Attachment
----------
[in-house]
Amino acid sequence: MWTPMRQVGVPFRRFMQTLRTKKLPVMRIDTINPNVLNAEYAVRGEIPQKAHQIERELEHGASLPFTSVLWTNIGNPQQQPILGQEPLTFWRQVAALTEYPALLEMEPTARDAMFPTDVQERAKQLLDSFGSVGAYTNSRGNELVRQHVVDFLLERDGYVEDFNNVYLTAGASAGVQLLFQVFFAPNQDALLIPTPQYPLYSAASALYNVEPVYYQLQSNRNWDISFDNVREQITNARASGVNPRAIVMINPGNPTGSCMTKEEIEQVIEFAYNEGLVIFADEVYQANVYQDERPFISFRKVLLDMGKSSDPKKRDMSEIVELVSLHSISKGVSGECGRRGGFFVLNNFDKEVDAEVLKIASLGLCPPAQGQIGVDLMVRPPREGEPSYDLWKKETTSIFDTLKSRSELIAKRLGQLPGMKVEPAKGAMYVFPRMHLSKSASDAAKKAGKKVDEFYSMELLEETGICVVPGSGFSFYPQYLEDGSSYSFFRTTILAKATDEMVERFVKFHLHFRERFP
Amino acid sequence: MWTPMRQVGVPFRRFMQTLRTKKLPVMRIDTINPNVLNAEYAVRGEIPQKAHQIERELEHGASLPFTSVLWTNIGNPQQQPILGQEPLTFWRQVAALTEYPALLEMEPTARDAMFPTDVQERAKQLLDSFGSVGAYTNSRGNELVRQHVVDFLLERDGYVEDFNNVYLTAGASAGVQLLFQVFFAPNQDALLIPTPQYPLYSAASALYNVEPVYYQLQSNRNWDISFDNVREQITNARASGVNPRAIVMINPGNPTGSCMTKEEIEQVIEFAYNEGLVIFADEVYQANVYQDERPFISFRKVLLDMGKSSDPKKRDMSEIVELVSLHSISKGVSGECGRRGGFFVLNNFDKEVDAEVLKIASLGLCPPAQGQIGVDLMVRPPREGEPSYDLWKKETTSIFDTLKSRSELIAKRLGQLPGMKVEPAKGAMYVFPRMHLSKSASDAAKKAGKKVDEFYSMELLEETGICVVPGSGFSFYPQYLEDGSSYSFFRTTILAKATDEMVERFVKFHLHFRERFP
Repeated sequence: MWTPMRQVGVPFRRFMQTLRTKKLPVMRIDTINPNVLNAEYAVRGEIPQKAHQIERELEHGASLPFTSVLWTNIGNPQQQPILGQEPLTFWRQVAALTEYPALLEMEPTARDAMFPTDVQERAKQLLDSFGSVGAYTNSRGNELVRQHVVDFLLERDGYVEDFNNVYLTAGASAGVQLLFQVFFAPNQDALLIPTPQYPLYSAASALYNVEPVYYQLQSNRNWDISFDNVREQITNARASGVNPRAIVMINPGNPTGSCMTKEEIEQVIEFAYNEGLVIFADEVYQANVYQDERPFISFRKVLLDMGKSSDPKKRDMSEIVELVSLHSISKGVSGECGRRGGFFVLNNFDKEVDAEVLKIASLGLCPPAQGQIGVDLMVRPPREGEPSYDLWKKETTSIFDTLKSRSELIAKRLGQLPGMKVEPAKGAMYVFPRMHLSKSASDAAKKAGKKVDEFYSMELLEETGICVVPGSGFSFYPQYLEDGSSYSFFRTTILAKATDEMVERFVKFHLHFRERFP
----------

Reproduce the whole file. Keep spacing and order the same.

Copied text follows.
[in-house]
Amino acid sequence: MWTPMRQVGVPFRRFMQTLRTKKLPVMRIDTINPNVLNAEYAVRGEIPQKAHQIERELEHGASLPFTSVLWTNIGNPQQQPILGQEPLTFWRQVAALTEYPALLEMEPTARDAMFPTDVQERAKQLLDSFGSVGAYTNSRGNELVRQHVVDFLLERDGYVEDFNNVYLTAGASAGVQLLFQVFFAPNQDALLIPTPQYPLYSAASALYNVEPVYYQLQSNRNWDISFDNVREQITNARASGVNPRAIVMINPGNPTGSCMTKEEIEQVIEFAYNEGLVIFADEVYQANVYQDERPFISFRKVLLDMGKSSDPKKRDMSEIVELVSLHSISKGVSGECGRRGGFFVLNNFDKEVDAEVLKIASLGLCPPAQGQIGVDLMVRPPREGEPSYDLWKKETTSIFDTLKSRSELIAKRLGQLPGMKVEPAKGAMYVFPRMHLSKSASDAAKKAGKKVDEFYSMELLEETGICVVPGSGFSFYPQYLEDGSSYSFFRTTILAKATDEMVERFVKFHLHFRERFP
Amino acid sequence: MWTPMRQVGVPFRRFMQTLRTKKLPVMRIDTINPNVLNAEYAVRGEIPQKAHQIERELEHGASLPFTSVLWTNIGNPQQQPILGQEPLTFWRQVAALTEYPALLEMEPTARDAMFPTDVQERAKQLLDSFGSVGAYTNSRGNELVRQHVVDFLLERDGYVEDFNNVYLTAGASAGVQLLFQVFFAPNQDALLIPTPQYPLYSAASALYNVEPVYYQLQSNRNWDISFDNVREQITNARASGVNPRAIVMINPGNPTGSCMTKEEIEQVIEFAYNEGLVIFADEVYQANVYQDERPFISFRKVLLDMGKSSDPKKRDMSEIVELVSLHSISKGVSGECGRRGGFFVLNNFDKEVDAEVLKIASLGLCPPAQGQIGVDLMVRPPREGEPSYDLWKKETTSIFDTLKSRSELIAKRLGQLPGMKVEPAKGAMYVFPRMHLSKSASDAAKKAGKKVDEFYSMELLEETGICVVPGSGFSFYPQYLEDGSSYSFFRTTILAKATDEMVERFVKFHLHFRERFP
Repeated sequence: MWTPMRQVGVPFRRFMQTLRTKKLPVMRIDTINPNVLNAEYAVRGEIPQKAHQIERELEHGASLPFTSVLWTNIGNPQQQPILGQEPLTFWRQVAALTEYPALLEMEPTARDAMFPTDVQERAKQLLDSFGSVGAYTNSRGNELVRQHVVDFLLERDGYVEDFNNVYLTAGASAGVQLLFQVFFAPNQDALLIPTPQYPLYSAASALYNVEPVYYQLQSNRNWDISFDNVREQITNARASGVNPRAIVMINPGNPTGSCMTKEEIEQVIEFAYNEGLVIFADEVYQANVYQDERPFISFRKVLLDMGKSSDPKKRDMSEIVELVSLHSISKGVSGECGRRGGFFVLNNFDKEVDAEVLKIASLGLCPPAQGQIGVDLMVRPPREGEPSYDLWKKETTSIFDTLKSRSELIAKRLGQLPGMKVEPAKGAMYVFPRMHLSKSASDAAKKAGKKVDEFYSMELLEETGICVVPGSGFSFYPQYLEDGSSYSFFRTTILAKATDEMVERFVKFHLHFRERFP